It is inevitable in this race that you hit the causeway again.  Let me stop here and say, if you are considering running this race as your first 1/2 marathon, think again.  The bridge is brutal.  You go up and down the causeway, then up and down a smaller bridge.  Things level out through the nature reserve, but 9 miles into this race you get the pleasure of running back up this beast and it is a bear.  It seriously hurts.  Especially if you live at the coast, and hill training is non-existence.  Don’t let it being “just a bridge” fool you.  They don’t call it the “highest half in Texas” for nothing.  Going up this a second time is tough.  Going up it a second time, after being sick all night and having about 6oz of fluid the whole race was insane.  Yeah, it’s hard going up it, but the real pounding came for me going down it. My knees were in agony. I had to walk much of the down hill as it was just too painful and my knees kept giving out. Had never had knee pain at all during my training so this surprised me. 

All  the way down I kept saying “You are almost there. You are almost to the finish” over and over in my head, but I had no idea.  I thought we would exit the causeway and head straight around the block to the finish.  Not.

They cruelly (haha) have you zig zag up and down the downtown Corpus streets, and at every turn you think you are heading to the home front, and then they zig you back down another endless street.  I was DONE at this point and started walking.  Knees were killing me from the causeway, and I was in new territory mileage wise.  The most I had done in training was 10 miles a few weeks prior to the race.  I was a  + 10 virgin and my legs were screaming.

Rounding the last corner i saw the home stretch. I also saw my husband and kids waiting for me.  It was easy to see them as I was in the hind pack on this run and the crowd had moved on to the post race awards and food.  My kids ran with me the final few meters.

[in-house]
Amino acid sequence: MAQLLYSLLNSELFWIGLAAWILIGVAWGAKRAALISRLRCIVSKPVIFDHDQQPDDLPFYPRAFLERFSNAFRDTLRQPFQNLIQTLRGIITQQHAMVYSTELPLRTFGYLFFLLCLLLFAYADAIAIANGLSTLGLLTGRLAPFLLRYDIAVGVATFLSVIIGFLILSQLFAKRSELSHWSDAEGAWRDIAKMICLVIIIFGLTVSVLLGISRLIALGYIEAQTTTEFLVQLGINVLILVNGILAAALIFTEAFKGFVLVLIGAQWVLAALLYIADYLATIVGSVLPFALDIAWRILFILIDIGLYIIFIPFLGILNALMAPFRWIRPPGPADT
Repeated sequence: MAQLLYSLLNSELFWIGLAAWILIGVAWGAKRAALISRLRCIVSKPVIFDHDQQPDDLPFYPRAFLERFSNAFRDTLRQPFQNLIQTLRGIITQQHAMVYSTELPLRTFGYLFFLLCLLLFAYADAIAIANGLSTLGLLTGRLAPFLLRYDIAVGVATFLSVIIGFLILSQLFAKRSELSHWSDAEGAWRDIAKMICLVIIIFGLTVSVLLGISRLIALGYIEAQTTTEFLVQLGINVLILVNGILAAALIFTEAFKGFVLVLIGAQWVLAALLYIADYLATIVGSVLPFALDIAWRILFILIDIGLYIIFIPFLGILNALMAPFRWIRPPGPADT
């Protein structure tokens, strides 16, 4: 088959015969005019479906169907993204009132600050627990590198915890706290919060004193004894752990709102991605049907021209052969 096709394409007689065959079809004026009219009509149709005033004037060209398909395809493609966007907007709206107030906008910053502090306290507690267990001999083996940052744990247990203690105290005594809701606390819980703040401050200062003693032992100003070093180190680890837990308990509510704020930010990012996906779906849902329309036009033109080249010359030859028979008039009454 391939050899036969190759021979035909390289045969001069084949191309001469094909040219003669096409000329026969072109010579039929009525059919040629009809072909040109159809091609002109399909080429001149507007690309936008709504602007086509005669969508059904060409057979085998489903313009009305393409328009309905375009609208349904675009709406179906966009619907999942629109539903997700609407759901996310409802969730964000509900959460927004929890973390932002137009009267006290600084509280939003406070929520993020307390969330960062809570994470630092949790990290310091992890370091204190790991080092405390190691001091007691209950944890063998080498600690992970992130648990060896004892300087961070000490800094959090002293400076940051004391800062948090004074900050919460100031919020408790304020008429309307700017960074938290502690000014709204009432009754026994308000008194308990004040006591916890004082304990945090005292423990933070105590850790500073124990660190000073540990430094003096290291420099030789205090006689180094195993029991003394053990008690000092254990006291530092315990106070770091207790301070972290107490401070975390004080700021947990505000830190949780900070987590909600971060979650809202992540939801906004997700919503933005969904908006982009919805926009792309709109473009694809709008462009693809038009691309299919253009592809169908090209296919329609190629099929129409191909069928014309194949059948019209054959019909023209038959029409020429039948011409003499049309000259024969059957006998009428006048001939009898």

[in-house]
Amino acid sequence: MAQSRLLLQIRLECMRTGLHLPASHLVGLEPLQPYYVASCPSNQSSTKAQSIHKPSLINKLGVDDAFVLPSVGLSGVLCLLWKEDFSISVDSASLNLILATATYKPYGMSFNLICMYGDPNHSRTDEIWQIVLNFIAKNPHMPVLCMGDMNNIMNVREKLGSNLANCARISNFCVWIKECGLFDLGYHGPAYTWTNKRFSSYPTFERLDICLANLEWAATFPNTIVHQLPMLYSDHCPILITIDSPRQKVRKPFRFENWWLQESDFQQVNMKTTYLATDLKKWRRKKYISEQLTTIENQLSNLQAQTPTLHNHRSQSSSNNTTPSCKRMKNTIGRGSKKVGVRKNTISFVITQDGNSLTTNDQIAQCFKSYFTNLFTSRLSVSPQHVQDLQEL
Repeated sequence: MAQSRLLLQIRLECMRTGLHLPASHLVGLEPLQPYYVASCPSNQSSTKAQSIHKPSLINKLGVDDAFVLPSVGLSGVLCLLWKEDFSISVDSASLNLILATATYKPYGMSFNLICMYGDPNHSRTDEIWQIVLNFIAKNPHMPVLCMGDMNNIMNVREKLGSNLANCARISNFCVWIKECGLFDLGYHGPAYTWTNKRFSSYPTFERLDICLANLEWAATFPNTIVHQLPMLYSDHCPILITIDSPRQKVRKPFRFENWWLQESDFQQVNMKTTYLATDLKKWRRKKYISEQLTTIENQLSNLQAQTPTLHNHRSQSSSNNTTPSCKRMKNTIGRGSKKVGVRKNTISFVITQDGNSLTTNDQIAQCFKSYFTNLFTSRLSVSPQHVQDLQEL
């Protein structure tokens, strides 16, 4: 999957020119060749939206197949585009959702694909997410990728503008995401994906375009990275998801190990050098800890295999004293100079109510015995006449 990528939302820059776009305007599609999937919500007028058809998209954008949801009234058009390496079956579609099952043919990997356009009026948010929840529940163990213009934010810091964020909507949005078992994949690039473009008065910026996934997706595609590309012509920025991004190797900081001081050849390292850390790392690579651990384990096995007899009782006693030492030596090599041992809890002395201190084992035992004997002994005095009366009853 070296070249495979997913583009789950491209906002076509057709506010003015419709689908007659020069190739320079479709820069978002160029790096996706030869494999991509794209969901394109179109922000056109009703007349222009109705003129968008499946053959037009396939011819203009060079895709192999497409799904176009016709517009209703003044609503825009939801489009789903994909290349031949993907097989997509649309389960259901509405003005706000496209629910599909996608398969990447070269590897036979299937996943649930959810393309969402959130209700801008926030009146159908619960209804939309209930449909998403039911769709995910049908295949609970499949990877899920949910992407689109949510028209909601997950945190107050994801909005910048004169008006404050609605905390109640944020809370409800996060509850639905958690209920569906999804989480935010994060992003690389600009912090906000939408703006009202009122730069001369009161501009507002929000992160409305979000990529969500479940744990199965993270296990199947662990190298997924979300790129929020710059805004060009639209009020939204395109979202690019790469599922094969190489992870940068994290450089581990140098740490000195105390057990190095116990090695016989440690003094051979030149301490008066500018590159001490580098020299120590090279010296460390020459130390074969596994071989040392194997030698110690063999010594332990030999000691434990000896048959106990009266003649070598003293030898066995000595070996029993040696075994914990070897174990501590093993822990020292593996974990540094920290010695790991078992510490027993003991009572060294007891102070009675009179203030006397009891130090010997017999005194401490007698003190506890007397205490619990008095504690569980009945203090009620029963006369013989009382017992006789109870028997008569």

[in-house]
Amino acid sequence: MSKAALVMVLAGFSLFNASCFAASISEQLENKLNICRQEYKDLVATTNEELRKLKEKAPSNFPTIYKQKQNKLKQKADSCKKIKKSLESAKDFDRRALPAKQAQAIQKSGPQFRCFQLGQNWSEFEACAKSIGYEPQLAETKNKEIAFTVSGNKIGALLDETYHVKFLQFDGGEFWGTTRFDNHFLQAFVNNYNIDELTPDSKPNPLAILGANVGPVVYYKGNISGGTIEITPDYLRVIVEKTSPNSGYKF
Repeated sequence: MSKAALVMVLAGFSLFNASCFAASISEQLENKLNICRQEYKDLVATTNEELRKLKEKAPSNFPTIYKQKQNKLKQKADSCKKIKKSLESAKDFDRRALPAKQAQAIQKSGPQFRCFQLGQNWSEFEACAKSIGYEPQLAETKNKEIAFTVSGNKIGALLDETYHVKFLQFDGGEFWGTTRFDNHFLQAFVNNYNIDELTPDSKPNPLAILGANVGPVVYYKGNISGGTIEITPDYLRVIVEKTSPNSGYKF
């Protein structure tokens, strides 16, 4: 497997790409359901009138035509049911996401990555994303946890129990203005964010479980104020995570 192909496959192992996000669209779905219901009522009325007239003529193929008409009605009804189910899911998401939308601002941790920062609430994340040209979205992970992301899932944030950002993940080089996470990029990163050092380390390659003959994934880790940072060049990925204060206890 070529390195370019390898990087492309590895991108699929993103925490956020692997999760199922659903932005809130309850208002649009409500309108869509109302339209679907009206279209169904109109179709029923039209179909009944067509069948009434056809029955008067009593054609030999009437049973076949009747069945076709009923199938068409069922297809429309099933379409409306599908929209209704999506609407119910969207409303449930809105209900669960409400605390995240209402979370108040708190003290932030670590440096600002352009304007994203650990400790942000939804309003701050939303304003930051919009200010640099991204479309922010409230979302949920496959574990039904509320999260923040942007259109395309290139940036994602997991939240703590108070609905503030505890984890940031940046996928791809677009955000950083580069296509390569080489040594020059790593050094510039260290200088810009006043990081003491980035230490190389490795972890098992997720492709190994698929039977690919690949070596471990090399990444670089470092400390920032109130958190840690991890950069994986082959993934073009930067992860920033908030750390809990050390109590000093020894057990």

I crossed that finish line in 2:54:01.  Terrible time, but I will take it.  I was just grateful to make it to the start after the night I had, and to be quite honest have no idea where I got the mojo to run 13.1 miles with the stomach flu.  No idea at all.  Walking to my car that morning was a huge effort, and by noon had run my 1st 1/2 marathon. 

Post race I got in my car and made a beeline to home and my bed, where I allowed myself to then be sick. Was down for 3 days.  The evening of the race and the morning after, my legs were shot. Could not eat, and lost 6 lbs and never saw it again.

You would think that would discourage me.  I mean, with the exception of watching the sunrise on the bay from the top of the world, it was an evil sufferfest for me.  When I felt better, I promptly got online, found the hardest duathlon I could find and signed up for it. 

I had 5 months to train for it.  My bike was gathering dust in the garage and the seat had not made contact with my rear end in 2.5 years.  Bring it on.

Posted in 13.1, Race reviews | Leave a comment